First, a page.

Fashions in the 50s began with a strong dose of post-war conservatism and over the decade, became influenced by the birth of Rock 'n' Roll and the abundance of teenagers in the later half of the decade. The youth culture that blossomed in the 1960s was beginning to take root.
In the early 1950s, a trim quiet look was in vogue for men. Dark colors and shades of blues, browns and gray took over the scene. In 1953 the gray flannel suit began its reign. It was in 1953 that President Eisenhower refused to bow to tradition at his inauguration and chose to wear a jacket and homburg with his striped trousers instead of the usual top hat and cutaway. Looking back on his decision, it now seems merely to be the choice of a man who wanted more informality and a less rigid way of dealing with ordinary affairs. Young men, hoping to look like movie idols, wore black leather jackets, blue jeans, and white t-shirts.
Women's clothing included cashmere sweaters, poodle skirts, pedal pushers, and scarves. As the rock and roll era took hold, ponytails, saddle shoes, penny loafers, and colored sneakers became popular for teenaged bobby-soxers. Sandals, ballet slippers, and other casual footwear became increasingly fashionable, as pool parties and other casual outdoor activities became popular.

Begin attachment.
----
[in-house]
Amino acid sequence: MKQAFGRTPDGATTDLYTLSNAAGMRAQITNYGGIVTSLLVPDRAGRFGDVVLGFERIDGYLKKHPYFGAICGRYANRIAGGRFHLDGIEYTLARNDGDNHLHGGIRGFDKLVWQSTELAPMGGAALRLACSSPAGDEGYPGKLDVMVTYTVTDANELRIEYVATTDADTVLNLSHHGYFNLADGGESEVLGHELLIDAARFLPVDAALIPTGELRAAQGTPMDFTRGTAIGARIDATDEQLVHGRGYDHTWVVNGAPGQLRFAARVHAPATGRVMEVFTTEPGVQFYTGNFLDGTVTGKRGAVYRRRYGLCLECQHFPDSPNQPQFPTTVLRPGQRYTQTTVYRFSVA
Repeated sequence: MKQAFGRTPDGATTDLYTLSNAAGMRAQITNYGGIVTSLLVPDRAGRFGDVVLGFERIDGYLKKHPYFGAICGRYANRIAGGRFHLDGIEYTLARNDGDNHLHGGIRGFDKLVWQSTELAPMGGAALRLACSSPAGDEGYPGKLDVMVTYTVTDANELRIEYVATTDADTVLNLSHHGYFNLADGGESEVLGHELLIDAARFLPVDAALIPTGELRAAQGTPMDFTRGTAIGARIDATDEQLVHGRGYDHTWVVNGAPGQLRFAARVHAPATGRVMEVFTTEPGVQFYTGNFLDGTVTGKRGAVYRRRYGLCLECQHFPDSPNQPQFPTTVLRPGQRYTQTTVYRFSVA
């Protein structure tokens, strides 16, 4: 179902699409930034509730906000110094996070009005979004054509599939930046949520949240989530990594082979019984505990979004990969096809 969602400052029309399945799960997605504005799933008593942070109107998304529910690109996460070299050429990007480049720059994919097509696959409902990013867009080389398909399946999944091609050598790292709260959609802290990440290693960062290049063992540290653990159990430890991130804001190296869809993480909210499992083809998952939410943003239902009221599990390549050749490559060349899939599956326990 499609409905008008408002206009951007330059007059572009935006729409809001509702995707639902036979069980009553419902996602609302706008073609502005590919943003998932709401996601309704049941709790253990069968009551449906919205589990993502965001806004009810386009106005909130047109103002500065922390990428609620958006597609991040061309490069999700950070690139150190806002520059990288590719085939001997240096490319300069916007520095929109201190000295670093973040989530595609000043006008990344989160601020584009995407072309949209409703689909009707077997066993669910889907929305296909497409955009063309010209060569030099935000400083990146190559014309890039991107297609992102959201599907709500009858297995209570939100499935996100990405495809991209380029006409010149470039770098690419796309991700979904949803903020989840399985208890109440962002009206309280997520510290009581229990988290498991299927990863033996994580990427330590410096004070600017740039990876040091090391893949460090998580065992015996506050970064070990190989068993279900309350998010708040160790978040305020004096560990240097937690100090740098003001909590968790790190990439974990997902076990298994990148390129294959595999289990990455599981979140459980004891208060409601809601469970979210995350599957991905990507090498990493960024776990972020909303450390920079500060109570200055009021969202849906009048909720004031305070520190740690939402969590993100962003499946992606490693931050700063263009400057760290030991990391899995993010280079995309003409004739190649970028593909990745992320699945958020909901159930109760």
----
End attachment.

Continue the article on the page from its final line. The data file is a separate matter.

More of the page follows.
Consumerism became more popular in the 1950s, as the post-war boom provided a sense of economic optimism. New gadgets and gizmos proclaimed that the future had arrived. Homemaking became less time-consuming with the new electric stoves, vacuum cleaners, refrigerators, and the like. Women could now concentrate on making a comfortable home for their families, and still have time to have a life outside of the kitchen.
For the affluent, cocktail parties and other social events required dressing up. Christian Dior's 'New Look' influenced fashion, but so did the conservative elegance of Coco Chanel. Charles Jourdan introduced a new kind of shoe style, the stiletto heel, in 1951. As time went on the goal was for the slimmest possible heel, eliminating earlier "chunky" styles. The pump was the basic shoe, but its toes might be cut, the vamps curved or cut in enticing 'V's, or the heels molded into a variety of shapes. Every color of the rainbow was used; shoes were intended to match an outfit perfectly.
Published in sections: The Fifties :: Return to Article List